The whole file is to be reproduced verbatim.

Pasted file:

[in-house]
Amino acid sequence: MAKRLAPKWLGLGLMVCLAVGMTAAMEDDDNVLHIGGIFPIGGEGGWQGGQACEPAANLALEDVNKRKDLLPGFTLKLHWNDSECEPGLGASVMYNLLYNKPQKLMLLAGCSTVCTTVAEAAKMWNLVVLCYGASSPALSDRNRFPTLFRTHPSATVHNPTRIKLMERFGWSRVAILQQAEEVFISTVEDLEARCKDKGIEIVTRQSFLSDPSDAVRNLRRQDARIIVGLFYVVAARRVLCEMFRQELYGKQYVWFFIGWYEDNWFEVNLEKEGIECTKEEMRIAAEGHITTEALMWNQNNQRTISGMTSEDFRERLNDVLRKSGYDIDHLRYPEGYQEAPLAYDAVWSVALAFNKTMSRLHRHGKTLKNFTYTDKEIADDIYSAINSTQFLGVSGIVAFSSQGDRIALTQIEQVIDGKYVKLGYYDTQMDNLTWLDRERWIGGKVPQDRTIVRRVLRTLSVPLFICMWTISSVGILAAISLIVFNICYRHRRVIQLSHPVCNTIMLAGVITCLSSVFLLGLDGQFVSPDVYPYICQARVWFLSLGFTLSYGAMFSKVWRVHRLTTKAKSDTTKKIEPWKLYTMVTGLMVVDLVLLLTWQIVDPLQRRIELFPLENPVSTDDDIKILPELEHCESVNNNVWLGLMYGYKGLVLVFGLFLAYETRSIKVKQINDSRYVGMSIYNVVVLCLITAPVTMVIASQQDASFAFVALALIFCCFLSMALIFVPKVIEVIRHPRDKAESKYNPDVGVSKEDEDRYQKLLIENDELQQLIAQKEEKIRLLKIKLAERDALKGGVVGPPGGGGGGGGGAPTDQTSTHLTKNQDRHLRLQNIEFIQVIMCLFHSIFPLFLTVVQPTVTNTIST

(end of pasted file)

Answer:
[in-house]
Amino acid sequence: MAKRLAPKWLGLGLMVCLAVGMTAAMEDDDNVLHIGGIFPIGGEGGWQGGQACEPAANLALEDVNKRKDLLPGFTLKLHWNDSECEPGLGASVMYNLLYNKPQKLMLLAGCSTVCTTVAEAAKMWNLVVLCYGASSPALSDRNRFPTLFRTHPSATVHNPTRIKLMERFGWSRVAILQQAEEVFISTVEDLEARCKDKGIEIVTRQSFLSDPSDAVRNLRRQDARIIVGLFYVVAARRVLCEMFRQELYGKQYVWFFIGWYEDNWFEVNLEKEGIECTKEEMRIAAEGHITTEALMWNQNNQRTISGMTSEDFRERLNDVLRKSGYDIDHLRYPEGYQEAPLAYDAVWSVALAFNKTMSRLHRHGKTLKNFTYTDKEIADDIYSAINSTQFLGVSGIVAFSSQGDRIALTQIEQVIDGKYVKLGYYDTQMDNLTWLDRERWIGGKVPQDRTIVRRVLRTLSVPLFICMWTISSVGILAAISLIVFNICYRHRRVIQLSHPVCNTIMLAGVITCLSSVFLLGLDGQFVSPDVYPYICQARVWFLSLGFTLSYGAMFSKVWRVHRLTTKAKSDTTKKIEPWKLYTMVTGLMVVDLVLLLTWQIVDPLQRRIELFPLENPVSTDDDIKILPELEHCESVNNNVWLGLMYGYKGLVLVFGLFLAYETRSIKVKQINDSRYVGMSIYNVVVLCLITAPVTMVIASQQDASFAFVALALIFCCFLSMALIFVPKVIEVIRHPRDKAESKYNPDVGVSKEDEDRYQKLLIENDELQQLIAQKEEKIRLLKIKLAERDALKGGVVGPPGGGGGGGGGAPTDQTSTHLTKNQDRHLRLQNIEFIQVIMCLFHSIFPLFLTVVQPTVTNTIST